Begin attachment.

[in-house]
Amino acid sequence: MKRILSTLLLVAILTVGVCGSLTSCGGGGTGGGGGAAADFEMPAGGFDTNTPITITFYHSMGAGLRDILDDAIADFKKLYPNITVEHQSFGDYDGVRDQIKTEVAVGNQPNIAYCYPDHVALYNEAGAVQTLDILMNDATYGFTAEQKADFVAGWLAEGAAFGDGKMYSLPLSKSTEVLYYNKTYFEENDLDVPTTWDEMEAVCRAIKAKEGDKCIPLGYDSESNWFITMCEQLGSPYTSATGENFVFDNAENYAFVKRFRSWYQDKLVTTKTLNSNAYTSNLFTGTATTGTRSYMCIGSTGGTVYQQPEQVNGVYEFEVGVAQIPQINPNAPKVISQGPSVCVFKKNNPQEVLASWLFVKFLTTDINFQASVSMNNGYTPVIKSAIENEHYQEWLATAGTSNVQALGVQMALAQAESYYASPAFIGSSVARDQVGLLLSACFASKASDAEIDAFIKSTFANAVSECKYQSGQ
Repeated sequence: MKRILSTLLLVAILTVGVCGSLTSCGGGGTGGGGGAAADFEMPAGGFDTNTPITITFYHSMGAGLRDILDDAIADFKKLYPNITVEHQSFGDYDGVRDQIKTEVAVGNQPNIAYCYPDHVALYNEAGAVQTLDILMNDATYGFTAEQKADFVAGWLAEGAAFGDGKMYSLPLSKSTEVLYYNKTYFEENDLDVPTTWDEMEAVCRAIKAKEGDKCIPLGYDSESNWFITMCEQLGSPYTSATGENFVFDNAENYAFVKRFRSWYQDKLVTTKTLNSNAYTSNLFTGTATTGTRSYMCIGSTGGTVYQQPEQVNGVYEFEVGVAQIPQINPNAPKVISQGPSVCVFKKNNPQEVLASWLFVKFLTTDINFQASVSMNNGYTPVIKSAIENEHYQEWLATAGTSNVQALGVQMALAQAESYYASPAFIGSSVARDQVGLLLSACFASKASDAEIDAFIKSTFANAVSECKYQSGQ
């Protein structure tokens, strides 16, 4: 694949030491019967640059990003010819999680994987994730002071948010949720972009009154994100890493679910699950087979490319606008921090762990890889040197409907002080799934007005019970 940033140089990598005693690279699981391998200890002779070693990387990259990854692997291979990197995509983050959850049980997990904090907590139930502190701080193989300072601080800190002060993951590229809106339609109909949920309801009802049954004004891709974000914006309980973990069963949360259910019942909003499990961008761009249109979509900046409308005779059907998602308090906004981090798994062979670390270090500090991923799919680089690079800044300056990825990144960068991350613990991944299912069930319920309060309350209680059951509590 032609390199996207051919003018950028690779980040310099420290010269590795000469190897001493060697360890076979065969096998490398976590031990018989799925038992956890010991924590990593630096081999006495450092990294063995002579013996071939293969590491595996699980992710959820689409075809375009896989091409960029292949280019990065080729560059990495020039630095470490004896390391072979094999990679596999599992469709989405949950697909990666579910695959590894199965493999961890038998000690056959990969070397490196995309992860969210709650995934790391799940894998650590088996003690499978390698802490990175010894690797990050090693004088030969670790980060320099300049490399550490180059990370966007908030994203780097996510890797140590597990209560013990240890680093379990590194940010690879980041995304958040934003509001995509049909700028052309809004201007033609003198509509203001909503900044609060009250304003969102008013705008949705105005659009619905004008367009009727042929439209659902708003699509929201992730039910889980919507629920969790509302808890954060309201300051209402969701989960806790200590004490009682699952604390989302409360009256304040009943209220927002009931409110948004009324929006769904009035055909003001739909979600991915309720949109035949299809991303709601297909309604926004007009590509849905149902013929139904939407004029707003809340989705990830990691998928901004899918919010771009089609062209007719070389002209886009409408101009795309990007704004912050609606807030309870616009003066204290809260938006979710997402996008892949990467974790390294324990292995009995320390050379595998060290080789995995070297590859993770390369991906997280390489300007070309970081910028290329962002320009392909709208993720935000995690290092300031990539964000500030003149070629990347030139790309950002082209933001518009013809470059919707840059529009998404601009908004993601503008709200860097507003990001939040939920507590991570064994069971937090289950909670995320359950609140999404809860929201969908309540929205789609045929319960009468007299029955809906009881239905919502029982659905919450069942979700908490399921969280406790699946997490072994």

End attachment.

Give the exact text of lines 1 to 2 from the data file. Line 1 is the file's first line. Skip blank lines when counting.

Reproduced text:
[in-house]
Amino acid sequence: MKRILSTLLLVAILTVGVCGSLTSCGGGGTGGGGGAAADFEMPAGGFDTNTPITITFYHSMGAGLRDILDDAIADFKKLYPNITVEHQSFGDYDGVRDQIKTEVAVGNQPNIAYCYPDHVALYNEAGAVQTLDILMNDATYGFTAEQKADFVAGWLAEGAAFGDGKMYSLPLSKSTEVLYYNKTYFEENDLDVPTTWDEMEAVCRAIKAKEGDKCIPLGYDSESNWFITMCEQLGSPYTSATGENFVFDNAENYAFVKRFRSWYQDKLVTTKTLNSNAYTSNLFTGTATTGTRSYMCIGSTGGTVYQQPEQVNGVYEFEVGVAQIPQINPNAPKVISQGPSVCVFKKNNPQEVLASWLFVKFLTTDINFQASVSMNNGYTPVIKSAIENEHYQEWLATAGTSNVQALGVQMALAQAESYYASPAFIGSSVARDQVGLLLSACFASKASDAEIDAFIKSTFANAVSECKYQSGQ